Epistemic Circularity

post by G Gordon Worley III (gworley) · 2018-05-23T21:00:51.822Z · score: 5 (1 votes) · LW · GW · 2 comments

I've previously argued for the existence of what I've called a "free variable" in epistemology that forces a choice between ways of knowing because no one way of knowing (system of epistemology or simply an epistemology) can be both complete and consistent. In the process of working on a current project [LW · GW] and not wanting to have to rederive anything someone else has already argued for in academic literature, I discovered this feature already has a name and has been written about: epistemic circularity.

I find it sort of surprising we've not addressed this more within the LW community, although it's perhaps less surprising than might otherwise be expected given LW's positivist leanings. I don't have much to say on epistemic circularity at the moment, although I do consider it critical to my worldview and a crux of my thinking about philosophical conservatism for alignment research [LW · GW], but I did at least want to bring some wider attention to a concept that, to my recollection, we've ignored as a community.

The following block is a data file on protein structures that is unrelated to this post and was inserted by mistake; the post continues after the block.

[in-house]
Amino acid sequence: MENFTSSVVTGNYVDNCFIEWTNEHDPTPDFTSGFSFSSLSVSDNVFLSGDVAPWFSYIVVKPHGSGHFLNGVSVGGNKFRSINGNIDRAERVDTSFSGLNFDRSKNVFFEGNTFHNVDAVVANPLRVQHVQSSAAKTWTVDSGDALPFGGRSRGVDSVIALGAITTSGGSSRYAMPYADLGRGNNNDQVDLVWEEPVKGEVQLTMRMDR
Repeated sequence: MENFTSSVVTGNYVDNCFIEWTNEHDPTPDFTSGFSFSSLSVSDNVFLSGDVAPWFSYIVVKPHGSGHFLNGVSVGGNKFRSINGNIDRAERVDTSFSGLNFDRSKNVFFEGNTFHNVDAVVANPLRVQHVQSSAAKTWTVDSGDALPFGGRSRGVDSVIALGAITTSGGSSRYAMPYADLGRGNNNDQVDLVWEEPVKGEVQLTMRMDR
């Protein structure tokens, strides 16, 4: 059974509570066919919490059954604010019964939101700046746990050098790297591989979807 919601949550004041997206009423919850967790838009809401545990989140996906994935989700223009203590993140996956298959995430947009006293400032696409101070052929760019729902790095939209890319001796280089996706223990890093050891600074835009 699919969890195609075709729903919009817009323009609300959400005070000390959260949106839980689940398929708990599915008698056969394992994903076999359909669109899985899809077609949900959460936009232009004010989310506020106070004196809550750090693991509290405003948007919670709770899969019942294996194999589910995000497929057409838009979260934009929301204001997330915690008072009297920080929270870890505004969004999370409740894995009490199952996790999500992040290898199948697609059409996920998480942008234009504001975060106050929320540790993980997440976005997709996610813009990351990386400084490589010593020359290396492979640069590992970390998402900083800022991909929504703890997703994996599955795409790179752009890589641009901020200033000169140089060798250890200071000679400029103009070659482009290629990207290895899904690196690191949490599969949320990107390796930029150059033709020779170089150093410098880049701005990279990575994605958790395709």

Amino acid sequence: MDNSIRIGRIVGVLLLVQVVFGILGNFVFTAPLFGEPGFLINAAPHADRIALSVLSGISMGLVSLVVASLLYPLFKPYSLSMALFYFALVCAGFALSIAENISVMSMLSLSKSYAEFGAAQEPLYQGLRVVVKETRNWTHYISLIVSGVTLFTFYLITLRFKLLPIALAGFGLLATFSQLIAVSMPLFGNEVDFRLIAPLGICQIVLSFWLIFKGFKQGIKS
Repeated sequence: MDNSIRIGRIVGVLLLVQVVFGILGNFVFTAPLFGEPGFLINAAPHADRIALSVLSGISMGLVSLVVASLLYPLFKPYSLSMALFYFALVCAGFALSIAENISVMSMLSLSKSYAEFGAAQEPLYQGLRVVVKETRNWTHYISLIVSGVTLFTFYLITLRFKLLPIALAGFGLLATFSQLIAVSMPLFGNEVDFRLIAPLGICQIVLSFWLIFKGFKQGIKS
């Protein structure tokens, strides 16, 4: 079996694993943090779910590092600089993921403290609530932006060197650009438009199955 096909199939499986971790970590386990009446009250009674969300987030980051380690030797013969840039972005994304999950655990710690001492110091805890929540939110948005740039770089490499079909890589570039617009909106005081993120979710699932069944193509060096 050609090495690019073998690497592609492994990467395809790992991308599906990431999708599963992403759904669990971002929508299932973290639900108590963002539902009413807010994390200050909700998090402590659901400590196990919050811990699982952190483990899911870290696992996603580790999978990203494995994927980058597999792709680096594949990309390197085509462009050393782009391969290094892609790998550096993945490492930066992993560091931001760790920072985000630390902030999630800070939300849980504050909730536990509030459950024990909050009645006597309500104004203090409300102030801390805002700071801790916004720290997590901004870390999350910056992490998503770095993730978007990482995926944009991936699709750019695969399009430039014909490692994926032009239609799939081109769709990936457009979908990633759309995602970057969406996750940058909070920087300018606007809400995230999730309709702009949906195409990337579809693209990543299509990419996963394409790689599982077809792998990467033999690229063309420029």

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comment by Chris_Leong · 2018-05-25T01:26:35.021Z · score: 10 (2 votes) · LW · GW

If you want to spread the use of a piece of terminology, I would strongly suggest providing an explicit definition in this post as many people won't want to have to click through to an article to figure out what you are talking about. This is particularly important when the article is paywalled.

comment by TAG · 2018-05-31T13:18:55.899Z · score: 3 (1 votes) · LW · GW

epistemology necessarily influences ontology.

It's worse than that: epistemology influences epistemology. You can't judge an epistemology without an epistemology.